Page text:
Molson Coors ‘illegally’ touting health attributes of its Vizzy Hard Seltzer, consumer groups say

Will Kreznick

Dive Brief: Dive Insight: In their letter to the FDA, CSPI and CFA said the claims by Molson Coors violate the Federal Food, Drug, and Cosmetic Act because they suggest Vizzy is a “healthful source of nutrients, obscuring the fact that alcoholic beverages provide empty calories, are associated with serious […]

Dive Brief:

Dive Insight:

In their letter to the FDA, CSPI and CFA said the claims by Molson Coors violate the Federal Food, Drug, and Cosmetic Act because they suggest Vizzy is a “healthful source of nutrients, obscuring the fact that alcoholic beverages provide empty calories, are associated with serious health conditions and can impair the body’s metabolism of nutrients.” The consumer groups urged FDA to “take immediate enforcement action” against Molson Coors from making such claims.

“Alcohol is never a good way to obtain nutrients,” CFA and CSPI wrote. “If these claims are not expressly prohibited, more manufacturers may attempt to market their alcoholic beverages as healthful sources of nutrients, misleading consumers about these drinks, which are not healthy.” CSPI noted this is the first time it has asked FDA to take action against such claims on an alcoholic beverage.

Marty Maloney, a Molson Coors’ spokesperson, said “while antioxidant Vitamin C is part of what makes Vizzy stand out, we have always been committed to communicating this product attribute responsibly.” The FDA said in an email to Food Dive that it “is reviewing the letter and will respond directly to the writers.”

As the popularity of hard seltzers grows, large beer companies have devoted more spending to increase production.

Molson Coors announced last December it was increasing production capacity for seltzers and popular innovations by more than 400%. The beer giant said sales of its Vizzy, Coors Seltzer, Blue Moon LightSky and other offerings continue to soar nationwide. Molson Coors is also the exclusive manufacturer, marketer and distributor of Coca-Cola’s Topo Chico Hard Seltzer in the U.S.

Anheuser-Busch, part of AB InBev, said in February it will spend more than $50 million this year on new seltzer brewing capabilities. It has already invested heavily in the segment, introducing Bud Light SeltzerNatural Light Seltzer, cocktail-inspired hard seltzers and Michelob Ultra Organic Seltzer.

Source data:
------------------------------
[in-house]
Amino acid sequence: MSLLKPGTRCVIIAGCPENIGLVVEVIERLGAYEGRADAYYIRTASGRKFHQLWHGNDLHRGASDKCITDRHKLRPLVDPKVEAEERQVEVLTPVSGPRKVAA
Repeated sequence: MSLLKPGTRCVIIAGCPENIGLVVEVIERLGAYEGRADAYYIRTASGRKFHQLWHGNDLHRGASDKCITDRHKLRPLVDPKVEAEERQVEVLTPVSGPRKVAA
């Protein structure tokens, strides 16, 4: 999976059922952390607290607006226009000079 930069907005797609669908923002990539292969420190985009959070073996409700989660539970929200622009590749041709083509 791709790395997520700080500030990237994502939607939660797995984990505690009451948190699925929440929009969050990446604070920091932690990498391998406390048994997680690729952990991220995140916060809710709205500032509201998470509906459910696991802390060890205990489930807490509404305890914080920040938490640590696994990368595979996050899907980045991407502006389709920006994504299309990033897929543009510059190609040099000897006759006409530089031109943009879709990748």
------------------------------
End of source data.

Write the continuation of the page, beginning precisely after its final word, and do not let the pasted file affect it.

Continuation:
Evercore ISI reported in January that Mark Anthony Brands’ White Claw and Boston Beer’s Truly collectively hold 75% of the market, according to Seeking Alpha. Bud Light Seltzer had 9.7% market share, with no other seltzer brand above 3%.

Molson Coors is no doubt angling to get a bigger slice of this market, especially as sales of its core beers continue to struggle. Having an offering that not only is a hard seltzer but also provides functional attributes will likely grab the interest of consumers looking for more than just sustenance or enjoyment in the products they eat and drink. According to a 2019 Kerry study, 65% of consumers seek functional benefits from their food and beverages. And Research and Markets estimated the global functional beverage market will be worth $158.3 billion in 2023.

With so many products lining shelves, having a trendy brand that cuts through the crowded space could mean millions of dollars in sales for Molson Coors. A few lawsuits filed in recent years are indicative of the money that is at stake. Future Proof Brands, parent company of Brizzy hard seltzer, accused Molson Coors of stealing the name of its product for Vizzy. And last month, AB InBev’s Mexican arm Grupo Modelo filed a lawsuit against Constellation Brands accusing the company of violating a brand licensing agreement when it launched Corona Hard Seltzer.

As CSPI and CFA noted in their letter, other hard seltzer makers are likely watching what happens with Molson Coors. If alcohol companies see making such claims is permissible and translates into sales, they will copy Molson Coors or find a way that is allowed by the FDA.

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